Expectations from others—Your mom said you should have been a doctor? Your dad said you should’ve married a doctor? It is painful to live below the dreams and standards of our parents or to disappoint those whose approval we desire. This can create a sense of failure and a lack of self-confidence and can actually be more discouraging than motivating, keeping us from accepting new challenges.

Instead—Release yourself from the bondage of the expectations of others. If this task seems too daunting, it may be time for counseling. We must come to the point as adults that we can allow ourselves permission to cast our own vision for our lives and define happiness for ourselves (with Scripture as a guide). This is a time for prayer, journaling and godly counsel, but it must happen if you want to have a solid chance at peace and joy.

A lack of gratitude—Sometimes our lack of happiness is directly related to our own negative attitudes. We look at what we don’t have rather than what we do have. We compare our failures to the successes of others. We think the careers, talents, spouses and children of our peers outshine ours. And we live in misery because of it.

Instead—Choose gratitude over envy. Instead of complaining, choose praising. Consider taking The 30-Day No Complaining Challenge. When forced to face the hard truth, it can be painfully evident that we invite negativity into our lives by our response to life’s events. And when we choose not to complain, we are forced to either reflect on something worthwhile or change our verbal script. This is a game changer when we let it be.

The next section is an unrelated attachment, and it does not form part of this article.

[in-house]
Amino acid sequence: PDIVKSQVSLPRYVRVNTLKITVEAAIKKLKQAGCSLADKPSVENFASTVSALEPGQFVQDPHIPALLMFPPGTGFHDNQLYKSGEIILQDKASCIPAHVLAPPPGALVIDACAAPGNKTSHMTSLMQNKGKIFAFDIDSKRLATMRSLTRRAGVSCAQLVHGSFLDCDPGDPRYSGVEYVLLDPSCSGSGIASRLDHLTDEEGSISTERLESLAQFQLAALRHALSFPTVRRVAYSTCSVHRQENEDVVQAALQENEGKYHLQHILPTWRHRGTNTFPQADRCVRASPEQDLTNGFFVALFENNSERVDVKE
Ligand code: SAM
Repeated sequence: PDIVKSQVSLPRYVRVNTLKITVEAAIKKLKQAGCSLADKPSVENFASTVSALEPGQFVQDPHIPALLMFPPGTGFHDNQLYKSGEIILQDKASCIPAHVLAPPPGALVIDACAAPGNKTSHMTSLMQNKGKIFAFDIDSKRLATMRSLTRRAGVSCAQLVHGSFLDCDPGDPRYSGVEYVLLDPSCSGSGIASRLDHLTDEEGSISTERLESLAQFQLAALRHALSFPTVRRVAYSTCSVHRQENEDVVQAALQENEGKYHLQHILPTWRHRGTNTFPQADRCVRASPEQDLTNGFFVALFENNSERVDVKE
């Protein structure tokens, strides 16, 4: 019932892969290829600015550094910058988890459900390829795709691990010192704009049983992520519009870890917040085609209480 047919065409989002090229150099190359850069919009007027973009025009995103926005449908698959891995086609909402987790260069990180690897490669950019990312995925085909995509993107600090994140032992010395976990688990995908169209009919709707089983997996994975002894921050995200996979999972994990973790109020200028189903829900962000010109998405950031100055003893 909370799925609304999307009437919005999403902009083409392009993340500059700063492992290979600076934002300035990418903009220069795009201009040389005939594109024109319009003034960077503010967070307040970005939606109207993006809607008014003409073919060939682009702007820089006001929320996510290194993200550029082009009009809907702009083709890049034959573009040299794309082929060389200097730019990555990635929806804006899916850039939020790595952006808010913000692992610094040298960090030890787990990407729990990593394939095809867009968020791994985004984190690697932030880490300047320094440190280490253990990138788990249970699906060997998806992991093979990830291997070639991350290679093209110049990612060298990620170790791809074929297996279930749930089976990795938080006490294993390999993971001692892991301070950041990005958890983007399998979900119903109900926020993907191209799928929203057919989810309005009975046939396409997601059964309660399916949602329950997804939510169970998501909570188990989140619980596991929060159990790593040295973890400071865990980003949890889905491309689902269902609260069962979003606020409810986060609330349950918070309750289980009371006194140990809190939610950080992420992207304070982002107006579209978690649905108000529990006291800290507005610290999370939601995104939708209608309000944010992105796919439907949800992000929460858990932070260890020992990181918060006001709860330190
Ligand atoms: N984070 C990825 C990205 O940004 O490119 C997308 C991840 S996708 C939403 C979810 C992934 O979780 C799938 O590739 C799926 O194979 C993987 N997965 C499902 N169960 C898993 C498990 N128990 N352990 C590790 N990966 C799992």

Unforgiveness—In relationships, there is always a reason to be mad and stay mad if we want to. Sometimes we stay mad at our loved ones for things that happened years ago, yet we wonder why our lives are void of joy. Happiness cannot grow where there is no sun to shine on it, and unforgiveness casts a very large shadow.

Instead—Make a decision. Do you want to be right and indignant about it, or do you want to be happy? I can assure you, you cannot have both! If you really want to love your life, be willing to free yourself from the bondage of unforgiveness. Again, if you cannot do this alone, consider counseling to help you through the process.

Perfectionism—I saved the best for last. Sometimes, we get it in our heads that things could always be just a little bit better. The house could be cleaner, the wife could be a better listener, the hubby could be more romantic, the kids could make better grades, the best friend could call more… you get the idea. Perfectionism is a tangled jungle of things you or your friends and family could have or should have done better. And it’s a hard jungle to find our way out of once we get lost in it!